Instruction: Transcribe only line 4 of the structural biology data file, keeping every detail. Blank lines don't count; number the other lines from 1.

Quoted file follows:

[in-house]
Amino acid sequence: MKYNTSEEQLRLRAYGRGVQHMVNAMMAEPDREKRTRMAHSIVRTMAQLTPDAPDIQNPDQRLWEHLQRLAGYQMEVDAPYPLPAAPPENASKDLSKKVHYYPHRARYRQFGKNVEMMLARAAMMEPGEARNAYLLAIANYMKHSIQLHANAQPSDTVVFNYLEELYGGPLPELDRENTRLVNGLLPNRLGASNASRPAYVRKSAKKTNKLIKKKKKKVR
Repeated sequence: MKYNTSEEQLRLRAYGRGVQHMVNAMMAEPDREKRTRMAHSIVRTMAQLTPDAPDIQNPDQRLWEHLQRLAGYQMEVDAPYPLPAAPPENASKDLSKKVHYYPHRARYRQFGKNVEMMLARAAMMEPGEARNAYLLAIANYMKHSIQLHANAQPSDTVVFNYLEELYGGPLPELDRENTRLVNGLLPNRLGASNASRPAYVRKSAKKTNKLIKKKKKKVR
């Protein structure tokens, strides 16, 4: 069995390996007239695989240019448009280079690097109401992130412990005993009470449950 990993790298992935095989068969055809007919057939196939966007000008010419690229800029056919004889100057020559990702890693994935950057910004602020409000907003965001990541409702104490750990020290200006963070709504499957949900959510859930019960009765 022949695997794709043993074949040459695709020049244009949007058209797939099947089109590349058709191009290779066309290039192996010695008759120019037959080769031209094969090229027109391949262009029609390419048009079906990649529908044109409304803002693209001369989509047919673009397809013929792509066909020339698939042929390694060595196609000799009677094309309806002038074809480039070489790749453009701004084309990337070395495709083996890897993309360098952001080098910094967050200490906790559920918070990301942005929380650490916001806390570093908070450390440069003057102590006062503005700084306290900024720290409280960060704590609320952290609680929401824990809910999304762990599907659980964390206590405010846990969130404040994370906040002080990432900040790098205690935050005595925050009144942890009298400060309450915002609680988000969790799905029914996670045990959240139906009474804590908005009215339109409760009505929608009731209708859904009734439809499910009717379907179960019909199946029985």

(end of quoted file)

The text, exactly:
């Protein structure tokens, strides 16, 4: 069995390996007239695989240019448009280079690097109401992130412990005993009470449950 990993790298992935095989068969055809007919057939196939966007000008010419690229800029056919004889100057020559990702890693994935950057910004602020409000907003965001990541409702104490750990020290200006963070709504499957949900959510859930019960009765 022949695997794709043993074949040459695709020049244009949007058209797939099947089109590349058709191009290779066309290039192996010695008759120019037959080769031209094969090229027109391949262009029609390419048009079906990649529908044109409304803002693209001369989509047919673009397809013929792509066909020339698939042929390694060595196609000799009677094309309806002038074809480039070489790749453009701004084309990337070395495709083996890897993309360098952001080098910094967050200490906790559920918070990301942005929380650490916001806390570093908070450390440069003057102590006062503005700084306290900024720290409280960060704590609320952290609680929401824990809910999304762990599907659980964390206590405010846990969130404040994370906040002080990432900040790098205690935050005595925050009144942890009298400060309450915002609680988000969790799905029914996670045990959240139906009474804590908005009215339109409760009505929608009731209708859904009734439809499910009717379907179960019909199946029985």